Bats have far more positives than negatives

Many people see bats fluttering around at dusk and get nervous. Some get downright scared. There’s no need for this hysteria. Bats fill an important role in the ecosystem and provide us comfort at the same time.

I wish I had a dollar for every time I’ve heard someone accuse bats of diving and trying to hurt them. This is never true. Bats are going after the mosquitoes and other biting flies that are attacking humans and other animals. Bats have no interest in humans and won’t get tangled in people’s hair. Also, they’re not blind. Bats navigate mostly by sound waves, but they can see.

It’s true that bats can carry the rabies virus, but very small percentages are infected. The only time I’d be nervous is if I saw a bat active during the day. They’re naturally nocturnal, so seeing a solitary one when they should be sleeping might throw a flag.

However, one is far more likely to contract rabies from raccoons, skunks or foxes. They are all basically nocturnal too. Even feral cats would be a greater risk as people would be more likely to come in contact with one.

Also, the only way to contract rabies from bats or other animals for that matter is to get bitten by one. The rabies virus is passed through saliva. Coming in contact with bat droppings won’t inoculate someone with the virus.

I realize people don’t want bats making homes in their attics. Getting rid of them can be complicated. First of all, since they are active at night, sealing up entrances and exits during the day might serve to seal them in. That’s not good.

If you have a bat problem, it might be best to call a professional. They have some techniques that could solve the problem without harming the bats. Bat waste is not something we want in our homes. It has a smell similar to that from mice, so it’s not aesthetically pleasing.

North Carolina is home to 16 species of bats. Some can consume as many as 600 mosquitoes per hour. Mosquito borne diseases are a major problem worldwide. Bats also consume insects that damage farm crops. They also help pollinate plants too.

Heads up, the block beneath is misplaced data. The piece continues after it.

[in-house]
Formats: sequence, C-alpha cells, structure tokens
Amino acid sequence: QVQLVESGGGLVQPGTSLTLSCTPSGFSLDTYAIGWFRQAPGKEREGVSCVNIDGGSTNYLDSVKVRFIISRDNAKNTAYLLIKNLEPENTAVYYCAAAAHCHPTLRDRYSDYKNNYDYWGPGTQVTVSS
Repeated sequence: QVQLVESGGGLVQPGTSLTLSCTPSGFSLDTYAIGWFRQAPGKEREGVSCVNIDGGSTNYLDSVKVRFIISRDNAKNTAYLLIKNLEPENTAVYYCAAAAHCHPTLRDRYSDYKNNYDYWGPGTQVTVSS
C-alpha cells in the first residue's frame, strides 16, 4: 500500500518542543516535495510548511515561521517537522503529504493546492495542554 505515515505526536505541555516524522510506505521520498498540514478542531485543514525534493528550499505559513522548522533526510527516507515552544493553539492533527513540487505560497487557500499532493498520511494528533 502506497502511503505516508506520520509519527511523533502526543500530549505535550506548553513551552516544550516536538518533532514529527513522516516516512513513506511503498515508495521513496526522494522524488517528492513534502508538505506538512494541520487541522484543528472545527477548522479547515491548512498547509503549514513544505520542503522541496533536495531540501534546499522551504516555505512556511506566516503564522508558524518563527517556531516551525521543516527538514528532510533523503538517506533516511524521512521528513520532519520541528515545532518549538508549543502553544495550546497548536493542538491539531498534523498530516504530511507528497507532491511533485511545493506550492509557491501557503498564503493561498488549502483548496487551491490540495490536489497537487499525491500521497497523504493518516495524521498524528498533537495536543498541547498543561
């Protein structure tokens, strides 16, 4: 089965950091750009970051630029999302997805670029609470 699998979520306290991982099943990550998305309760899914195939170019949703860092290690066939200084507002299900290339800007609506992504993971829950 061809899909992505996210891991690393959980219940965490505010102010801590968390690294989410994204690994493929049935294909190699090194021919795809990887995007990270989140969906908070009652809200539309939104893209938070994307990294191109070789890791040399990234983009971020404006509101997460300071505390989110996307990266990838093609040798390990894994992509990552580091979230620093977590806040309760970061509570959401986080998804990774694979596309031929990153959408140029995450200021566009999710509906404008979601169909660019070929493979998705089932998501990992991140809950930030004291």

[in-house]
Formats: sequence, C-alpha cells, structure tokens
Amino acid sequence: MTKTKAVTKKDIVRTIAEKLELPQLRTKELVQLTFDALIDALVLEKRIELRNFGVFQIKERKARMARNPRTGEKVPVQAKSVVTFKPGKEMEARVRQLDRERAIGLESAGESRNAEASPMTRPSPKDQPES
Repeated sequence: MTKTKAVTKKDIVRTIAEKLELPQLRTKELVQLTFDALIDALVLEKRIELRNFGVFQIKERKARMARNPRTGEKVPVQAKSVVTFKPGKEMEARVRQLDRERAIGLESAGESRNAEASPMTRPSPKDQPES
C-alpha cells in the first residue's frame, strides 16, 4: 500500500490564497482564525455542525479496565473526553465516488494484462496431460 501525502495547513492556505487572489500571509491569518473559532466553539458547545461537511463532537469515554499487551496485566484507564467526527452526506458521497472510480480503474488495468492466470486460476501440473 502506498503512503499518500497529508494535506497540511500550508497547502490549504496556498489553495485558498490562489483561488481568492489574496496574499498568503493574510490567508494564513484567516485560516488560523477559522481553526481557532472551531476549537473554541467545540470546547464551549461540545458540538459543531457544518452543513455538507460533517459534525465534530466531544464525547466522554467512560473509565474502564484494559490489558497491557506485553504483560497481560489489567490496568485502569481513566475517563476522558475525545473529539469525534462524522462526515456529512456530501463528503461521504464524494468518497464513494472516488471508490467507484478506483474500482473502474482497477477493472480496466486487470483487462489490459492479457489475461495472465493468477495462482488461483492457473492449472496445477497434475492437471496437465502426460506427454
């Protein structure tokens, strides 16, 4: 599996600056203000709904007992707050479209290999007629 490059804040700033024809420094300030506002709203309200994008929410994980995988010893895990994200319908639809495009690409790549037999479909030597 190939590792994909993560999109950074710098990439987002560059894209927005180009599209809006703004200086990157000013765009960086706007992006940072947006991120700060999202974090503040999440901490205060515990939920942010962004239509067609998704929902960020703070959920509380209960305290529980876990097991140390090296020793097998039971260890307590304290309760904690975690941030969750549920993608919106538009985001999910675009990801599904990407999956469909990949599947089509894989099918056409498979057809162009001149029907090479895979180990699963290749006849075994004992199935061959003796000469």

We can help establish a healthy bat population by planting flowers that attract insects. This will give bats a food source to supplement their appetite for mosquitoes. We can also build bat houses. This can also lure them out of places we don’t want them, like our attics.

Why should we be concerned about bats? More than a third of all bat species are either threatened or endangered. Once we lose them they are gone forever.

I remember when I was a kid we used to throw rocks in the air at dusk and see if we could get the bats to follow them. It was cool to watch these tiny mammals fly around. I was always amazed at how quick they were and how it never took them long to realize our rocks were a false alarm.

This family treasure in Gray ME built in 1855 has seen its share of bats.


Ted Manzer teaches agriculture at Northeastern High School.

About tedmanzer

I grew up in Old Town Maine and got a B.S. at the University of Maine in Plant Sciences/ minor in Botany. From there I moved to West Virginia and earned a M.S. in Agronomy at WVU. I also met my wife there. She grew up in rural WV as the daughter of tenant farmers who raised cattle and hogs. Their lifestyle at times was one of subsistence and I learned a lot from them. I've always been a foraging buff, but combining my formal botanical knowledge with their practical 'Foxfire-type' background opened up my eyes a little more. I recently retired from teaching high school agriculture after 25 years teaching with my wife. Until recently I wrote a weekly nature/foraging column for the local paper ( I also have written several Christian nature/adventure novels that can be purchased on Amazon in Kindle format. One is a five book family saga I call the 'Forgotten Virtues' series. In the first book, Never Alone (presently out of print), a young boy comes of age after his father dies in a plane crash, and he has to make it alone. The second book, Strange Courage, takes Carl from his High School graduation to his recovery from a nasty divorce. The third book, Second Chances, takes Carl from his ex-wife's death and the custody of his son to his heroic death at age 59. The fourth book, Promises Kept, depicts how his grandchildren react and adjust to his death (this one is not yet published). In the final book, Grandfather's Way, his youngest and most timid granddaughter emerges from the shadow of her overachieving family and accomplishes more in four months than most do in a lifetime. I use many foraging references with a lot of the plants I profile in these articles in those books. I also wrote a romance novel titled Virginia. It is available on Amazon and is a different type of romance from a man's perspective.
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